Ex Parte Kearney,
Annotate this Case
20 U.S. 38 (1822)
- Syllabus |
U.S. Supreme Court
Ex Parte Kearney, 20 U.S. 7 Wheat. 38 38 (1822)
Ex Parte Kearney
20 U.S. (7 Wheat.) 38
ON APPLICATION FOR WRIT
OF HABEAS CORPUS
This Court has authority to issue a habeas corpus where a person is imprisoned under the warrant or order of any other court of the United States.
But this Court has no appellate jurisdiction in criminal cases confided to it by the laws of the United States, and cannot revise the judgments of the circuit courts by writ of error in any case where a party has been convicted of a public offense.
Hence the Court will not grant a habeas corpus where a party has been committed for a contempt adjudged by a court of competent jurisdiction.
In such a case, this Court will not inquire into the sufficiency of the cause of commitment.
The case of Crosby, Lord Mayor of London, 3 Wils. 108, commented on, and its authority confirmed.
Mr. Jones moved for a habeas corpus to bring up the body of John T. Kearney, now in jail, in the custody of the marshal, under a commitment of the Circuit Court for the District of Columbia for an alleged contempt. The petition stated that on the trial of an indictment in that court, the petitioner was examined as a witness, and refused to answer a certain question which was put to him, because he conceived it tended materially to implicate him, and to criminate him as a particeps criminis. The objection was overruled by the court, and he having persisted in refusing to answer the question, was committed to jail for the supposed contempt, and for no other cause.
MR. JUSTICE STORY delivered the opinion of the Court, and after stating the case, proceeded as follows:
Upon the argument of this motion, two questions have been made: first, whether this Court has authority to issue a habeas corpus, where a person is in jail, under the warrant or order of any other court of the United States; secondly, if it have, whether, upon the facts stated, a fit case is made out to justify the exercise of such an authority.
As to the first question, it is unnecessary to say more than that the point has already passed in rem judicatam in this Court. In the case of Bollman & Swartwout, 4 Cranch 75, it was expressly decided upon full argument that this Court possessed such an authority, and the question has ever since been considered at rest.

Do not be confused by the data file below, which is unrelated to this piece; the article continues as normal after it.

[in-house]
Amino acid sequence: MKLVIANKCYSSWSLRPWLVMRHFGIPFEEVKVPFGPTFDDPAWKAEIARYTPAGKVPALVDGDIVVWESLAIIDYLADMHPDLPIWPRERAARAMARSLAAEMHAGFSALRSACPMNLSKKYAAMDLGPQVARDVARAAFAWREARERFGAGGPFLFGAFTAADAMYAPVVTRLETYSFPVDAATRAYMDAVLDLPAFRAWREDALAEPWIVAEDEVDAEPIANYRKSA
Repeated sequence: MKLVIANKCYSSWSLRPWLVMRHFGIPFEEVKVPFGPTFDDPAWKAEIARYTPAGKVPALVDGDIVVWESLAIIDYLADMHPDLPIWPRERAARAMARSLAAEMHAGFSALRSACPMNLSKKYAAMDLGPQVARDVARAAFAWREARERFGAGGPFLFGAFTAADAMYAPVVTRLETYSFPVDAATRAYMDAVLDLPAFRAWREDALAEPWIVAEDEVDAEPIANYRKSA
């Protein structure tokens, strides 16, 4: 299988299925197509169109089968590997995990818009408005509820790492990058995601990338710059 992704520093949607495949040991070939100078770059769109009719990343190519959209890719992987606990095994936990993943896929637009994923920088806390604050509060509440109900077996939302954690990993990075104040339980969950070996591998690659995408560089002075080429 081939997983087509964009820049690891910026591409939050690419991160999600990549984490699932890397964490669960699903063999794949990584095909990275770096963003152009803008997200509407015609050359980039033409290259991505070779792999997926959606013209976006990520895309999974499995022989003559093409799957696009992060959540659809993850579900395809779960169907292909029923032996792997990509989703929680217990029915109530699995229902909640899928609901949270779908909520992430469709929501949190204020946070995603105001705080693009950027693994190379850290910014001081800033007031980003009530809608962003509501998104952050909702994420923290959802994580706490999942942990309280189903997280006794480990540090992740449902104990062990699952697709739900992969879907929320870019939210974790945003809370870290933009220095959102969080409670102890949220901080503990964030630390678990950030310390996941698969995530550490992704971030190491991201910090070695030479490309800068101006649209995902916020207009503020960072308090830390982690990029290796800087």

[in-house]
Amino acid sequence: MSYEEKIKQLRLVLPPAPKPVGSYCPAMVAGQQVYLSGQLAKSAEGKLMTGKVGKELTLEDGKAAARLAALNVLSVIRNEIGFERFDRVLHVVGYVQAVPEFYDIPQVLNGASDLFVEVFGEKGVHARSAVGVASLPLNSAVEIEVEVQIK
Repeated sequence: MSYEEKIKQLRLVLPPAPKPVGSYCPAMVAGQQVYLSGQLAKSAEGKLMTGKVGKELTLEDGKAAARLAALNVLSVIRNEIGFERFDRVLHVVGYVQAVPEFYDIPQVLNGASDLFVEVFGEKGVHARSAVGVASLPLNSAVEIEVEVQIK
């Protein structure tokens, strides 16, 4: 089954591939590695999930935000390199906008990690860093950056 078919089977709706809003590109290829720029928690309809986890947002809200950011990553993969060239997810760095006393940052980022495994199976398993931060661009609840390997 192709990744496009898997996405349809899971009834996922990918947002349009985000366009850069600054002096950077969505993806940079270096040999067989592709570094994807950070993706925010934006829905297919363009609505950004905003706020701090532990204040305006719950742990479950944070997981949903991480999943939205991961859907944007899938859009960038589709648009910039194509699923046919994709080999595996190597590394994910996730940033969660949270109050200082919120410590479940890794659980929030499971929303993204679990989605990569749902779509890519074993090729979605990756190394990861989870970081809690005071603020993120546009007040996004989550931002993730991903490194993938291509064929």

The second point is of much more importance. It is to be considered that this Court has no appellate jurisdiction confided to it in criminal cases by the laws of the United States. It cannot entertain a writ of error to revise the judgment of the circuit court in any case where a party has been convicted of a public offense. And undoubtedly the denial of this authority proceeded upon great principles of public policy and convenience. If every party had a right to bring before this Court every case in which judgment had passed against him for a crime or misdemeanor or felony, the course of justice might be materially delayed and obstructed, and in some cases totally frustrated. If, then, this Court cannot directly revise a judgment of the circuit court in a criminal case, what reason is there to suppose that it was intended to vest it with the authority to do it indirectly?
It is also to be observed that there is no question here but that this commitment was made by a court of competent jurisdiction, and in the exercise of an unquestionable authority. The only objection is not that the court acted beyond its jurisdiction, but that it erred in its judgment of the law applicable to the case. If, then, we are to give any relief in this case,